For general cases, you could refer to all variables through objects. It might make it easier for your compiler to refer to variables, since they'd be accessable in a more VBScript-type way. It would be be a little less efficient, but would give you a way of dealing with the fact that the thing named 'x' could be a list, a hash, or a scalar. Like so:

    use VBVar; use strict; # We have b_split return a VBVar object my $x = b_split('john,biran,someone',','); # Use value_of(), with optional arguments, to return # the value of the variable $response->write( $x->value_of(0), $x->value_of(2)); sub b_split { # not fully finished, needs $count and $compare my ($string, $delimiter, $count, $compare) = @_; $delimiter = quotemeta($delimiter); # Passes an array ref to the VBVar constructor, # which then creates the underlying object of the right # kind return VBVar->new([ split(/$delimiter/, $string) ]); }
    And in VBVar.pm:
    package VBVar; use strict; our %VarTypes = ( ARRAY => 'VBVar::Array', SCALAR => 'VBVar::Scalar', HASH => 'VBVar::Hash' ); ## Have our child classes refer to VBVar as needed @VBVar::Array::ISA = ('VBVar'); @VBVar::Scalar::ISA = ('VBVar'); @VBVar::Hash::ISA = ('VBVar'); ## ## Blesses the reference we pass in to the appropriate ## VBVar type. ## sub new { my $type = shift; my $self = shift; bless $self, $VarTypes{ref $self}; } ## Return the value of VBVar if contents are an array sub VBVar::Array::value_of { my $self = shift; my @indices = @_; # If someone passed in a list of indices to return if (@indices) { return $self->[@indices]; } # Otherwise, return the whole array else { return @$self; } } ## Return the value of VBVar if contents are ## a scalar sub VBVar::Scalar::value_of { return ${ $_[0] }; }

    N.B. Code not tested, may not even compile, and should not be used directly; just trying to get the idea across.

    The advantage to this is that you can have the function that returns the value decide what kind of variable it is. You could also do the same thing by just returning references all the time, and have all of your functions check for type with 'ref' and take whatever action is appropriate.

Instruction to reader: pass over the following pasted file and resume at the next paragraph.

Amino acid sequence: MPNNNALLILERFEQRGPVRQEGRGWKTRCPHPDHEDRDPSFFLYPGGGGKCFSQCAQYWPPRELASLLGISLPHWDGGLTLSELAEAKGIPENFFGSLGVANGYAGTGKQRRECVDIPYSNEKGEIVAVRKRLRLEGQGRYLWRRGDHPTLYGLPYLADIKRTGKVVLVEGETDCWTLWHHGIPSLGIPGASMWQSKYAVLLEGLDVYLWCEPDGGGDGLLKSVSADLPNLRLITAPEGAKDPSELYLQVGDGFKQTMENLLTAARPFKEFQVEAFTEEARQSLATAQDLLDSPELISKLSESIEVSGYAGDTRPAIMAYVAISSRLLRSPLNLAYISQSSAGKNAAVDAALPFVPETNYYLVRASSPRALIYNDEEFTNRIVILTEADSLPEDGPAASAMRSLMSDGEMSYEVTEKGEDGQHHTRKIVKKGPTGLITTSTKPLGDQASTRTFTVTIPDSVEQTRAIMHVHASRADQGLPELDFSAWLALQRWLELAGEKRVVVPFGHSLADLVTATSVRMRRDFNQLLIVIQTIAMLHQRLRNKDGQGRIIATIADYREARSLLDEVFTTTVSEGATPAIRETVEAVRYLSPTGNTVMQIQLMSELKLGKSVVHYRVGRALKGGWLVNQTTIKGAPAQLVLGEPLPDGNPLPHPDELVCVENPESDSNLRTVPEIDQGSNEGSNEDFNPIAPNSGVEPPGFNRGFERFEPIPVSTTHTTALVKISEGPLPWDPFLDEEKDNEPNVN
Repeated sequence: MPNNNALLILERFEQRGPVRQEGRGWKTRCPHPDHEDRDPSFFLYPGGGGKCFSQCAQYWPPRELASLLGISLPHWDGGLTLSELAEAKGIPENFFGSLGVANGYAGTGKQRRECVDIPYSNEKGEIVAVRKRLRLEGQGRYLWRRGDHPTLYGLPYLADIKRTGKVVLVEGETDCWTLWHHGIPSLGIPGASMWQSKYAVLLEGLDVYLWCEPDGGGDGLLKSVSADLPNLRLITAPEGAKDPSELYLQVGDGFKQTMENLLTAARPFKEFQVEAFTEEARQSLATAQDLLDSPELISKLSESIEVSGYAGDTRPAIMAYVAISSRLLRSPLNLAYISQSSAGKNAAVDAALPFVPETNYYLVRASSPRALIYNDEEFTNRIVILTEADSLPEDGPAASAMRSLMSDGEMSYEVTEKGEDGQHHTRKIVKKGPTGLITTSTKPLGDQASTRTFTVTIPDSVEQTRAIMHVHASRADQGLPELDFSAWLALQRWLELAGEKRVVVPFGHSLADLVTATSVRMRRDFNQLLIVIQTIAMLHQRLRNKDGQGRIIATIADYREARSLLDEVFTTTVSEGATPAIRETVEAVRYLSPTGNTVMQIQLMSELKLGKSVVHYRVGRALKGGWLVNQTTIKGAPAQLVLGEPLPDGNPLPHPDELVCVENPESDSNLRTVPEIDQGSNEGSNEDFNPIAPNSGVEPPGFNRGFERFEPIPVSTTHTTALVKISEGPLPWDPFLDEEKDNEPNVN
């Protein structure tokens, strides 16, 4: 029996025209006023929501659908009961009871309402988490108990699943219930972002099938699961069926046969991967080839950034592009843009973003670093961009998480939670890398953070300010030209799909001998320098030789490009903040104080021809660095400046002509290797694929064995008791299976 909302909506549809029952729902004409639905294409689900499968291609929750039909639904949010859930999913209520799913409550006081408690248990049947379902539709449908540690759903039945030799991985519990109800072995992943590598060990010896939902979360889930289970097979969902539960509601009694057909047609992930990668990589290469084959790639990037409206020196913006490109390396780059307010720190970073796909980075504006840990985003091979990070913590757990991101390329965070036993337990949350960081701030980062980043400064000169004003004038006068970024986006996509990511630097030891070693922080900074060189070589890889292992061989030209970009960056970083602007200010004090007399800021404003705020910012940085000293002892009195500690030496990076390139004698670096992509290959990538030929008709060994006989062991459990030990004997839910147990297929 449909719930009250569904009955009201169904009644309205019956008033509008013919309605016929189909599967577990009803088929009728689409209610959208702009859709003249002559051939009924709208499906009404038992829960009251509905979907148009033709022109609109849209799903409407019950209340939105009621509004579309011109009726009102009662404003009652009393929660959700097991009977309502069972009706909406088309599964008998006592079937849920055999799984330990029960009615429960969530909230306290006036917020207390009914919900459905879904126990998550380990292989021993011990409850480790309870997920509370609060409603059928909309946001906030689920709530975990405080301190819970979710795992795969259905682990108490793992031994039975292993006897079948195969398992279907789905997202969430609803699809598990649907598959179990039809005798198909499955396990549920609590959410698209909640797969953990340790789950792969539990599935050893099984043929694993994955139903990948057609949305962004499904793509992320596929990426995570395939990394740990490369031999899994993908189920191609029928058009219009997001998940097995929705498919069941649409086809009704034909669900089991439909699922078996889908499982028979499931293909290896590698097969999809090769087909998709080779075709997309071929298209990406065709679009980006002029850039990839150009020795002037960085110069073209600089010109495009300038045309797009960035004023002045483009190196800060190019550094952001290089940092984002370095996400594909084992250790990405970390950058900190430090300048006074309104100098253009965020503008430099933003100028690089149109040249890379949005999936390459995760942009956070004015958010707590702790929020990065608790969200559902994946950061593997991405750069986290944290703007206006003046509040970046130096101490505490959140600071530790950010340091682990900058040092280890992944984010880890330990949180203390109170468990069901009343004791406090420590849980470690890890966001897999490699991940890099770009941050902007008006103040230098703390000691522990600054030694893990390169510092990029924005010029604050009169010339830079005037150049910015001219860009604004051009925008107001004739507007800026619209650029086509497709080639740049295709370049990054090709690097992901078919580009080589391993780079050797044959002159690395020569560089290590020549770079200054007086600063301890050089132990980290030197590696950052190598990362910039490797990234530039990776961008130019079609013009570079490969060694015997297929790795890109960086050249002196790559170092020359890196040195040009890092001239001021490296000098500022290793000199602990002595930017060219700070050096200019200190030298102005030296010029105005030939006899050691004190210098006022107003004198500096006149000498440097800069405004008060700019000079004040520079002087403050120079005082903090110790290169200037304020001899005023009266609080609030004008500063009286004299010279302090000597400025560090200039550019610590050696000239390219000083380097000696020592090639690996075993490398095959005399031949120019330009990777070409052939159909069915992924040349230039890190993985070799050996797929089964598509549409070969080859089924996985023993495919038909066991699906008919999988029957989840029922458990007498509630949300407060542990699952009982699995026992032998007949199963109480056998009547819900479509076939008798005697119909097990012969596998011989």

For information on tie, see perltie.

    stephen

Re: A Tricky Problem with Context
by ilcylic (Scribe) on Apr 08, 2002 at 02:42 UTC
    I'm not sure how well this would work, but it seems as though you could implement some sort of "multi-pass compiler" type solution.

    By that I mean, have your script go through the VB script a couple of times. The first pass does what (I think) stephen is suggesting, having your script try and determine what each variable type is on any given line (or, per statement, really) and returning the reply in some sort of unique markup language that is internal to your compiler. The second pass goes through and compares the VBscript to your newly generated first pass document, and makes sure the actual sigils $, @, %, etc match what the vb script is actually doing at that point. (In fact, it might be a good idea to number each statement of the vb script as you go through it, and put the corresponding number at the beginning of the perl script line, to make sure that the compiler can determine which statements are supposed to correlate.) The third pass would go through the final perl script and clean up all of your internal stuff.